I called my friend to let him know that I had it finished. We talked about the finish and decided that he would do that at the same time as the buttstock. I told him that I would do a little blending with stain to help even the color before I ship it back to him and that I would have it shipped no later then Friday.
I’ll do the stain blending tomorrow and take some more pics.
When using stain to blend a finish, Alcohol base dyes work best.
You always want to star light because, you can always go darker.
I got out the Chestnut Ridge, medium brown and black.
I started with the medium brown, which has red in it, and it matched up great.
When applying the dye, I just dip my finger into the bottle, using gloves, and rub it into the ares. The longer you let it sit on the wood the deeper it will soak in and get darker.
If it had needed more red, mixing a little Chestnut Ridge with the brown would have worked. If a darker brown would have been needed, adding a little black to the brown would get it done. If you do mix your dye do it in small cups and remember that a little goes a long way.
I decided not to add age to it because it matched up pretty good. But to add age is not hard. You just cut black with some Denatured Alcohol to make a wash. Rub it over the area and then wipe it off.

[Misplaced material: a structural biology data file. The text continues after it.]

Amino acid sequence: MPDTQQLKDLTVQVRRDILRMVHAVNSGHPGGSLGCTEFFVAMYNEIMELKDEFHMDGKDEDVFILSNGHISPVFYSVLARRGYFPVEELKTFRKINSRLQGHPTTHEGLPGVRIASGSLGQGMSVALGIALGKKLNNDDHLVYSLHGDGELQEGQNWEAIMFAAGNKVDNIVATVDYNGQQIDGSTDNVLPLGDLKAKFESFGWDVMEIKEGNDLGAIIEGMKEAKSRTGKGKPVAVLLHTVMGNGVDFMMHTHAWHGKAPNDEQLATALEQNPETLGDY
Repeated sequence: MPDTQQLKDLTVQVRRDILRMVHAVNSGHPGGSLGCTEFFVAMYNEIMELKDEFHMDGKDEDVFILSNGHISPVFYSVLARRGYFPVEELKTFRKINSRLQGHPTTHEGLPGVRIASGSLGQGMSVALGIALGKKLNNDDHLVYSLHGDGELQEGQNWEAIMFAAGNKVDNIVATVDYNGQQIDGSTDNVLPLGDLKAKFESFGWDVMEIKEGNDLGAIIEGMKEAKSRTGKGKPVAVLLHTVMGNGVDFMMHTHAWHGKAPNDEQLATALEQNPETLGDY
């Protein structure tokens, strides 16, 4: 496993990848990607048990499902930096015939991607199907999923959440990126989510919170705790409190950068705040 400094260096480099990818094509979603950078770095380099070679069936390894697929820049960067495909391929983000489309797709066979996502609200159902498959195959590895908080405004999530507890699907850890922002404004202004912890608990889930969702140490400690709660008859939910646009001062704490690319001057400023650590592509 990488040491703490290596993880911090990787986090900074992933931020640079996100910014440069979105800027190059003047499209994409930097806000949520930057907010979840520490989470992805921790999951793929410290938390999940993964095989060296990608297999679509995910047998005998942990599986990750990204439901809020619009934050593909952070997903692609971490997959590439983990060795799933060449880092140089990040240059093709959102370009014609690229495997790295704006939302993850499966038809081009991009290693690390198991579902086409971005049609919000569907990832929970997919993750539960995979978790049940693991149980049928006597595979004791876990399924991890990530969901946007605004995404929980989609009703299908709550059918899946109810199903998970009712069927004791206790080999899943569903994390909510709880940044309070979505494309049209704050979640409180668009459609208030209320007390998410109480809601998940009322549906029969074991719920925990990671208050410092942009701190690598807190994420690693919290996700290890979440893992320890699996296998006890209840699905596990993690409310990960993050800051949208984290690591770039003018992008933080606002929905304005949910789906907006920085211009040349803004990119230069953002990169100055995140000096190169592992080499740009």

I hope that y’all enjoyed this little adventure as much as I did.
Gunny, what is your opinion on Rit liquid dye vs leather dye or even Rit powder dye? I remember you also used Rit in stock projects.
Fit liquid dye is great when you want a water base dye. It drys dull and has to be buffed with 0000 steel wool, just until you see the wood grain. But you have to make sure the wood is oil free.
The Rit powder is great for making your own alcohol base dye with Denatured Alcohol. You just need to use a coffee filter to strain it.
There’s a finish that I use to make Birch look close to Walnut, using Rit liquid brown, BLO and brown leather dye. It’s done in 4 steps.
#1 Apply the Rit brown to the stock and let dry. Buff with steel wool until wood grain starts to show.
#2 Apply a good coat of BLO. Let stand 30 minutes and wipe dry with a clean dry rag.
#3 After wiping the BLO off the stock apply the brown alcohol base dye. Let it sit from 15 to 45 minutes, depending on how dark you want it to be.
#4 Apply BLO and let stand for 30 minutes then wipe down with clean rags.
A lot of color will come off when you wipe it down so have extra rags.
Let it sit for 5 to 10 days to dry before applying and type of top coat. To see if it is dry, just wipe it a little with a rag. If any color comes off, it’s not dry yet.